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SummaryMove over, Alex Kidd. Sonic is in town
The GoodRecently, I have reviewed the Genesis version of Sonic the Hedgehog, which I awarded five stars due to its speedy gameplay, great graphics, and excellent sound. It was released in 1991; and in the same year, Sega decided to make a version for its predecessor, the Master System. I decided to see how this version fared, whether it was as good as the Genesis version.
You are presented with a world map that shows your progress through the zones, and Sonic for the SMS is one of the first games to feature such a map. It is very colorful for a game released on a machine with a limited palette. The object of each zone is to run through them until you get to the exit. There are multiple routes you can take in each zone; and not only does this provide replayability, but it is important to anyone who wishes to find the Chaos Emerald in each zone.
There is a mixture of new and familiar zones, with most of the new ones carrying breathtaking graphics, especially the graphics in the Scrap Brain Zone, where the lights in the buildings fade in and out. Most of the music that accompany the gameplay are renditions of hit songs at the time, such as Janet Jackson's "Together Again" in the Bridge zone. I enjoyed listening to each piece of music, as it blends in with the setting of each zone. The sound effects come from the Genesis version as well.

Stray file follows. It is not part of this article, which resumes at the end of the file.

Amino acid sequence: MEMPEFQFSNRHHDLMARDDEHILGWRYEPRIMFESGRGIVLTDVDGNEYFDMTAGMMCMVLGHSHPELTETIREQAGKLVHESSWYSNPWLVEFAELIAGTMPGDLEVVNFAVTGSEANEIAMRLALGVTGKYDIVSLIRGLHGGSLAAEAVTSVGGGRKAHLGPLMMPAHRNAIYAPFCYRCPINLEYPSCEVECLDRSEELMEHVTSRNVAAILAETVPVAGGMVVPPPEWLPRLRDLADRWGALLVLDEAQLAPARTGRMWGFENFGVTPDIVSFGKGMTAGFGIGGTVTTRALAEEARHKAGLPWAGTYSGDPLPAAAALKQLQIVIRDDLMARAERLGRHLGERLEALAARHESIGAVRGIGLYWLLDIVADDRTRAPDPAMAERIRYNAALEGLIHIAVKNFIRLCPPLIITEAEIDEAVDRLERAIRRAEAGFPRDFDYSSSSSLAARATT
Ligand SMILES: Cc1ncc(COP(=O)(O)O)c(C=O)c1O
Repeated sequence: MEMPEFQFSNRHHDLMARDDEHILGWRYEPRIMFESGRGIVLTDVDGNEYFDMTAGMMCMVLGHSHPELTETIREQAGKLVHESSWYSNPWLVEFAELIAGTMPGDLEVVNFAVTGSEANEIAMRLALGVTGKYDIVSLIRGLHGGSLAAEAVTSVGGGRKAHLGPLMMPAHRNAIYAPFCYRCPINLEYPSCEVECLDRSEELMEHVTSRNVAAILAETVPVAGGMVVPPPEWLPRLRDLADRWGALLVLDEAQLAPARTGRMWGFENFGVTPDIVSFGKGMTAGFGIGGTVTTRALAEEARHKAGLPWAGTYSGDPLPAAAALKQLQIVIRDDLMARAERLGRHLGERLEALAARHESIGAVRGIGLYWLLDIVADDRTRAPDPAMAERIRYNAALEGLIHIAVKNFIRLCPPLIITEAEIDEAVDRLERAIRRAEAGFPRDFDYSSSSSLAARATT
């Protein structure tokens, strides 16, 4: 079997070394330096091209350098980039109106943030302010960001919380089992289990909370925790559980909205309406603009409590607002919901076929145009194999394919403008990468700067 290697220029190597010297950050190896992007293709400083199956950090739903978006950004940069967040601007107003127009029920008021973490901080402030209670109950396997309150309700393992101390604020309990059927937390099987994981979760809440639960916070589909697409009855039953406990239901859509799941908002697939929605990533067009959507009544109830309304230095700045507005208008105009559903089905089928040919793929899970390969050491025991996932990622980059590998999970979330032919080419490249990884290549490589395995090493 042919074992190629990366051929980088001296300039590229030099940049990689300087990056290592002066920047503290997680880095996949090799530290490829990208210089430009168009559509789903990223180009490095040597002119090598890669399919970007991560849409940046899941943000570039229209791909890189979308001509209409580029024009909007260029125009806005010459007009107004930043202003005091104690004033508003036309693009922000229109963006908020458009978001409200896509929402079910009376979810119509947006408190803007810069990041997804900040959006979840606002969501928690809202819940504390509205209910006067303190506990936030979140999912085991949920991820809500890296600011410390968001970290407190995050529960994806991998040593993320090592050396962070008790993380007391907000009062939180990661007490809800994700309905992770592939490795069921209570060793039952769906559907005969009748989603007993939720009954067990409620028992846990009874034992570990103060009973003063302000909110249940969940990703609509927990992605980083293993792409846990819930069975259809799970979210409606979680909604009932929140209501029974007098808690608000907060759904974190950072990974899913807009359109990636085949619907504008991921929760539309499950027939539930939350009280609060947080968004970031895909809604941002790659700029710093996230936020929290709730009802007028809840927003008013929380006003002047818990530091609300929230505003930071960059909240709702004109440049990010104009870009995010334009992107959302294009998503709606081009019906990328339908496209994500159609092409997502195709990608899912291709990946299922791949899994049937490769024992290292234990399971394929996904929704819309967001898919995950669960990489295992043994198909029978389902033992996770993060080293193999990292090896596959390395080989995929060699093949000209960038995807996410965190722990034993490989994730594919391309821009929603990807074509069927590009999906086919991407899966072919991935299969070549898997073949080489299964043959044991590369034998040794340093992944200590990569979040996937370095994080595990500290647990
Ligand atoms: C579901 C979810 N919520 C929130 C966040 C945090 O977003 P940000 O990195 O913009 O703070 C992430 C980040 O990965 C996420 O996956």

As with the Genesis version, collecting at least fifty rings warps you to a special stage. The SMS was incapable of reproducing the rotating maze effect, so what its owners got is a stage that acts like a pinball machine, with elements you would find in a real pinball machine, such as flippers, springs, and bumpers. Here, Sonic is seen spinning around collecting as many rings as he can before the time runs out. The highlight of this stage is watching him ricochet off the numerous bumpers.
The BadThe only problem I have with the SMS version is that it's not quite as fast as the Genesis release. When I played the 16-bit version, I ran as fast as I can before performing a spin dash, and rolled along the platform I was on for a long time, performing the loop-de-loops as I go. Here, I could roll along for five seconds before grinding to a halt. The CPU inside the console is not fast enough to do this.